by Brian Hioe
Photo Credit: Howcheng/WikiCommons/CC
WITH AN announcement by Premier William Lai that English will become an official language of Taiwan next year, there have been a number of divided reactions, ranging from skepticism to support for the idea. In particular, Lai implemented English as an official language when he was mayor of Tainan and has cited what he claims to be the successes of this policy in Tainan.
Work on this policy began last year, with the Ministry of Education forming a “Committee to Promote English as an Official Language” in order to draft up plans for promoting English as an official language of Taiwan. Under this plan, English would Taiwan’s second official language, in addition to Chinese.
According to Lai, adopting English as an official language of Taiwan would be with the goals of pursuing international competitiveness. Planned measures to make English an official language would be to strengthen English education are to be revealed next year but will include bilingual teaching, emphasizing spoken English, and see intensive English teaching from elementary school onwards, with the goals of encouraging Taiwanese to pursue opportunities to study abroad or to conduct more international trade.
Making English an official language of Taiwan would be another effort at pursuing the international for Taiwan, then. Given its lack of recognition by most nations, Taiwan oftentimes finds itself desperate for connections to the international world, whether that be political, economic, or cultural. English as an official language for Taiwan would, in theory, make Taiwan more international, perhaps with the hopes that English could become widely spoken in Taiwan in a manner more similar to other majority Han territories as Hong Kong or Singapore. This could better link Taiwan to not only the western world but also Southeast Asian nations it is seeking to build stronger ties with through the New Southbounds Policy, given the use of English as an international language.
Making English an official language would also serve the role of further differentiating Taiwan and China. Although some have raised criticisms that making an official language denigrates the place of Taiwanese, Hakka, or indigenous languages, at least Taiwanese and Hakka are still officially thought of as “Chinese dialects”, very probably the Tsai administration would not go so far as to try and elevate Taiwanese or Hakka to the status of an official language.
The Tsai administration has had to respond to criticisms from the pan-Blue camp that it seeks to “desinicize” Taiwan. This is a criticism which has had resonance among enough elements of the public that the Tsai administration likely does not wish to open a fresh can of worms by trying to claim that Taiwanese or Hakka are languages in their own right, or even that Mandarin is a language and not simply a part of the “Chinese language”. Yet this has in itself led to critique of the Tsai administration from the pan-Green camp.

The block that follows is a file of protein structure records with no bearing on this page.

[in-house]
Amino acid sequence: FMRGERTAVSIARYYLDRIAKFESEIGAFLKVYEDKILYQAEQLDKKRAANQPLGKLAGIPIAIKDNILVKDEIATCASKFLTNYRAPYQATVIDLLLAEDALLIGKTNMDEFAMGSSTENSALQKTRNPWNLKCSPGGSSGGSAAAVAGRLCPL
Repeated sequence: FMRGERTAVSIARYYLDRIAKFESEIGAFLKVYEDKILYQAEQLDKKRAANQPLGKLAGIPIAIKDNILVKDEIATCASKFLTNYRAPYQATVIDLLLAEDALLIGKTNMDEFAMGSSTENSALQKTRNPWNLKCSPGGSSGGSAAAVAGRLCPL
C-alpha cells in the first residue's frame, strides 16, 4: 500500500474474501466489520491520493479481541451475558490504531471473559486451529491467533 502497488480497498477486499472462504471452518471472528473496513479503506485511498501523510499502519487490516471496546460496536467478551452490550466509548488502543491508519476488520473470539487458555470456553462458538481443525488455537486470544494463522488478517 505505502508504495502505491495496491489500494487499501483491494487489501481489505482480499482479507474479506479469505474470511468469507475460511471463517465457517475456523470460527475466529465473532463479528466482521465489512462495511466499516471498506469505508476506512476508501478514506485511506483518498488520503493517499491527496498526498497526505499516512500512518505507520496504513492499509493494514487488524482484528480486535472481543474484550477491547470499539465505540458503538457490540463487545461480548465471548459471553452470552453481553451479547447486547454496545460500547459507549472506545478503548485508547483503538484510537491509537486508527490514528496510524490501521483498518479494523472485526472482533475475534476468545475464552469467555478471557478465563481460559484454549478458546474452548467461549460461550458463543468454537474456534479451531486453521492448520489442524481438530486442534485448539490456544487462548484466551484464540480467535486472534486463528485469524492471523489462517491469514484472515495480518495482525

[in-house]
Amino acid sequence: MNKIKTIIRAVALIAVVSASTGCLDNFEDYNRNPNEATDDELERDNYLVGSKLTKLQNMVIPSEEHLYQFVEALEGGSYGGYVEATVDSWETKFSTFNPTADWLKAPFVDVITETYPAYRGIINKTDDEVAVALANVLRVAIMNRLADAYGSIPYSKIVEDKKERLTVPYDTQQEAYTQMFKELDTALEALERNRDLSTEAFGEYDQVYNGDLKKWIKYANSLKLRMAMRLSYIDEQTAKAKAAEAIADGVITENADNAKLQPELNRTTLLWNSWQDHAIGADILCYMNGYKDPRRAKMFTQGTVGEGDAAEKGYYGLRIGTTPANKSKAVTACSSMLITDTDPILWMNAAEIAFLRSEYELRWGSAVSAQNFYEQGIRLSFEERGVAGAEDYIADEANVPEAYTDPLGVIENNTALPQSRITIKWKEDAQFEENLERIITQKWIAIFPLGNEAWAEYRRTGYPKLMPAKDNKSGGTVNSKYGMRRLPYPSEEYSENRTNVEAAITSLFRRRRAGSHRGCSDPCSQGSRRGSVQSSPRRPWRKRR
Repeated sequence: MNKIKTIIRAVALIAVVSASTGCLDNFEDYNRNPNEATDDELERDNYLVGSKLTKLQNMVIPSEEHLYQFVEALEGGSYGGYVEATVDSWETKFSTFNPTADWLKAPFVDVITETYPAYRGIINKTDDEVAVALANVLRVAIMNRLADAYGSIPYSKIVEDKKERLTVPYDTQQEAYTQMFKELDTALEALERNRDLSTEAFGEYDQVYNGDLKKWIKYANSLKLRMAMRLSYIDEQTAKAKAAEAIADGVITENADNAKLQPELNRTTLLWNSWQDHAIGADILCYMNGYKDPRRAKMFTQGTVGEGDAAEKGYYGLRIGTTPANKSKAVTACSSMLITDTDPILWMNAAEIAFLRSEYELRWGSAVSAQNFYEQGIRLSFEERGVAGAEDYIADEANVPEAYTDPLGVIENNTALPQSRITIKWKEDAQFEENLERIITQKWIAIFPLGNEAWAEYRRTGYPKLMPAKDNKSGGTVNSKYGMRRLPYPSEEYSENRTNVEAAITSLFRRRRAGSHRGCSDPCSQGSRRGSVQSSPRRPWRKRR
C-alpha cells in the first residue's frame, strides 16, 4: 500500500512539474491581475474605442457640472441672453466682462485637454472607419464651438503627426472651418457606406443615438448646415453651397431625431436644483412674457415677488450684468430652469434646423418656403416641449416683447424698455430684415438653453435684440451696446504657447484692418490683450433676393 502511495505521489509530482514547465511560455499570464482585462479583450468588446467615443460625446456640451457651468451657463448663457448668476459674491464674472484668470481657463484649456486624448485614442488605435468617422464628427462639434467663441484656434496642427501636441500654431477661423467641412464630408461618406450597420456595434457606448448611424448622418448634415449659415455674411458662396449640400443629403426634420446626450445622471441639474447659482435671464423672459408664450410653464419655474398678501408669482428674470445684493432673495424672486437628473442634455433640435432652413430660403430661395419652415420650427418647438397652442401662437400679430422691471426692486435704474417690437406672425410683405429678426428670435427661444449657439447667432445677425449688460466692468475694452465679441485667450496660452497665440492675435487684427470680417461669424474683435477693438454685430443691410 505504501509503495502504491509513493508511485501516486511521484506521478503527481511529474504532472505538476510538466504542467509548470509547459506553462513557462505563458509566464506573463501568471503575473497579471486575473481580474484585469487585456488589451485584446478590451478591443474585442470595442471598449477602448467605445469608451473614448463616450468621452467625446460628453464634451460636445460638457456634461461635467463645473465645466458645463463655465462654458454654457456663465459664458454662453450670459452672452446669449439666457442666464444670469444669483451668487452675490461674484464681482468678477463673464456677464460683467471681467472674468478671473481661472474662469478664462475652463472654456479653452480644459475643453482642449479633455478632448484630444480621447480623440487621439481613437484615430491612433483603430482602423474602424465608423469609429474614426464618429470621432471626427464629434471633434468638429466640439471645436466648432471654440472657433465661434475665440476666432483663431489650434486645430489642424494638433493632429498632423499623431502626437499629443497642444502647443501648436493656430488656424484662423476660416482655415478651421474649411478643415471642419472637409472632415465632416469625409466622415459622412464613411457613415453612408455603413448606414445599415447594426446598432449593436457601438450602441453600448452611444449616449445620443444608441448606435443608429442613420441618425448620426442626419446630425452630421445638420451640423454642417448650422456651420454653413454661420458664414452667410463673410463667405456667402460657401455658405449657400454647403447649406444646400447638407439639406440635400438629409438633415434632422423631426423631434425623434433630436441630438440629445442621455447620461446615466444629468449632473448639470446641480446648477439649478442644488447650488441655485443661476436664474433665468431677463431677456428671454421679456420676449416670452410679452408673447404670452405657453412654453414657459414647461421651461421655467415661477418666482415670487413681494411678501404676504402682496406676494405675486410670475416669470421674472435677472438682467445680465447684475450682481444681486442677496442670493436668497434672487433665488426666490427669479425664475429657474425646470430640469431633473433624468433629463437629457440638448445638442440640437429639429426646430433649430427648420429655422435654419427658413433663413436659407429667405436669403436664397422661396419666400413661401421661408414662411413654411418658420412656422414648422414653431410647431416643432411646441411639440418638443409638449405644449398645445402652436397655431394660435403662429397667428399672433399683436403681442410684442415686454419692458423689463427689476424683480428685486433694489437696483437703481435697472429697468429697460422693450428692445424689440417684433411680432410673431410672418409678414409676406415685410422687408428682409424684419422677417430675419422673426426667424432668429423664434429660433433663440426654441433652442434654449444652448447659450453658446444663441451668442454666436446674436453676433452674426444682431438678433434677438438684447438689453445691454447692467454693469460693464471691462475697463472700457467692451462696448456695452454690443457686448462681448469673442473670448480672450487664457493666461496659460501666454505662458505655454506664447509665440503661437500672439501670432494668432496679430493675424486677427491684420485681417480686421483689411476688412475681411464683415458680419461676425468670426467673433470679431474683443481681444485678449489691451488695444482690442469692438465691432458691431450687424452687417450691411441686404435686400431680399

Some criticisms have also emerged which take the view that pursuing English as an official language will be detrimental to existing language learning efforts in Chinese. Namely, there exist long-established issues with Chinese language teaching in Taiwan, with a disproportionate focus on classical Chinese that was originally implemented by the KMT. A strong focus on classical Chinese teaching was implemented as part of the KMT’s its ideological claim that Taiwan is a part of China, taking the view that because of Chinese cultural roots, Taiwanese should learn classical Chinese. Education experts have pushed for reform of Chinese language teaching for years.
But more broadly, many are skeptical that efforts to make English a second official language of Taiwan would be anything except performative, however. This would be with a true failure to integrate English into everyday life, to take the necessary efforts to improve Taiwan’s current level of English or to encourage genuine multiculturalism apart from an appropriative use of English.
Certainly, adding a new official language should also call attention to existing issues with the teaching of Taiwan’s current official language, although it does not mean that adopting English as a second official language could not be beneficial. That is, while Taiwan oftentimes blindly pursues what it perceives as international trends and adopting English as a second official language is probably also in this vein, if taking genuine steps to integrate English into daily life, adoption of English as a second official language could, in fact, make Taiwan a bit less peripheral in the international community that it currently is. Taiwan could certainly benefit from more accurate perceptions of international political trends with overall higher English competency in society.
Nevertheless, it also simply happens to be that the efforts of the current administration to internationalize Taiwan do not leave one with much faith that efforts to make English an official language will be any better. It is to be seen whether this plan will be able to change this.